§ Nadja Spiegelman talks about her new Zig and Wikki book, which, despite being for beginning readers, goes right into the
heart stomach of ecological matters:
I began searching the internet for a solid circle of energy. I wanted an ecosystem that was diverse, clearly interdependent, and self-contained. I looked in the jungle, in the Sahara, under the sea, and on mountaintops. The first Zig and Wikki book had the two aliens discover the concept of a food chain by a swamp, and I wanted this second book to be clearly different. When I hit upon dung beetles, I knew I had found boy-book gold. So I worked my way backward from there (literally), and found myself reading article after article about the cow’s digestive process. And that’s where I got really hooked.
§ Business Snapshot: In The National Post, Kate Wilkinson asks Do superheroes have point-of-sale power for comic book stores? via brief surveys of area retailers.
§ Today’s hot beverage link. It’s been a while since we checked in with Jim Shooter, which is too bad because he’s currently arguing New Media with Cory Doctorow and proposing his own New Business Model Rant:
Here’s a big key: COMPANY OWNED, W4H AND THEREFORE “UNIVERSE” TITLES MUST ALL BE CREATED BY EMPLOYEES ON STAFF. SHARED UNIVERSE WORK INHERENTLY MUST BE CREATED BY AN “ORCHESTRA” OF CREATORS UNDER THE GUIDANCE OF A “CONDUCTOR,” OR EDITOR (WHO IS A WORLD-CLASS VISIONARY). MAKE ANYONE WHO WORKS ON YOUR UNIVERSE TITLES A WELL-PAID, SALARIED EMPLOYEE WITH BENEFITS AND PERKS WHO WORKS ON YOUR PREMISES. And, by the way, these employees MUST BE GIVEN COMPELLING INCENTIVES TO CREATE, AND REAL PARTICIPATIONS IN THE SUCCESS OF THEIR WORKS. Ahem. That solves the Gerber, Kirby, Friedrich-type lawsuit problem. In my fantasy, the law would be changed to make it so for everyone.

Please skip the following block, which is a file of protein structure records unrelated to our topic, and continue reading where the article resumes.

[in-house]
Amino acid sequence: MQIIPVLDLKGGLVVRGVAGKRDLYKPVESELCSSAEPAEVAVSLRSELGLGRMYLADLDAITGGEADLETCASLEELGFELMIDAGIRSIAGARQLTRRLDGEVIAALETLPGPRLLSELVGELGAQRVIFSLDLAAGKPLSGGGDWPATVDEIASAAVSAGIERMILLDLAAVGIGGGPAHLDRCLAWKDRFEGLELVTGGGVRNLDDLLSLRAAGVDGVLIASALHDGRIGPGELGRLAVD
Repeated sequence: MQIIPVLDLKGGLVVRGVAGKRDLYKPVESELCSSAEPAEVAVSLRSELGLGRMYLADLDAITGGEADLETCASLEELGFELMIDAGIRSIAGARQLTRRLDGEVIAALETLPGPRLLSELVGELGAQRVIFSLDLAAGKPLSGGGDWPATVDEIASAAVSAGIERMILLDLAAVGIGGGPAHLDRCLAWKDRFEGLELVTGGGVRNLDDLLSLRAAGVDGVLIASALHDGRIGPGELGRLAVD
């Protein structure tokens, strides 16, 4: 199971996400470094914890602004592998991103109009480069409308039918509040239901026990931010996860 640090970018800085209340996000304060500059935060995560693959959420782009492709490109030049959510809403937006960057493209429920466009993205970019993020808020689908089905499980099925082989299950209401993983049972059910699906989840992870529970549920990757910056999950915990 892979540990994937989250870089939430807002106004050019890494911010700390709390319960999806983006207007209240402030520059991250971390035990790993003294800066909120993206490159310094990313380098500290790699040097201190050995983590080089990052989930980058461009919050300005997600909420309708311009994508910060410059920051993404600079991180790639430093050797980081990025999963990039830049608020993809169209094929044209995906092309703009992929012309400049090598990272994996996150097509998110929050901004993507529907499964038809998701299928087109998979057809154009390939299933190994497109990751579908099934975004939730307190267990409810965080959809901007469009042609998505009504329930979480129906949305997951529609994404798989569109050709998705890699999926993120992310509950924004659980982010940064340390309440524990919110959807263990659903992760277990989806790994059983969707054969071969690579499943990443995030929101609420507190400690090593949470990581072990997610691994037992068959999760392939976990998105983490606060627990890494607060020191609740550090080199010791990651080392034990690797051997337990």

CrossGen 2? Not quite. Like we said, you’ll need a hot bevvie to keep you company while you unwind the whole thing.
§ One more con report: Soon-to-be-Beat partner Jimmy Aquino has a nice gossipy Boston Comic Con report: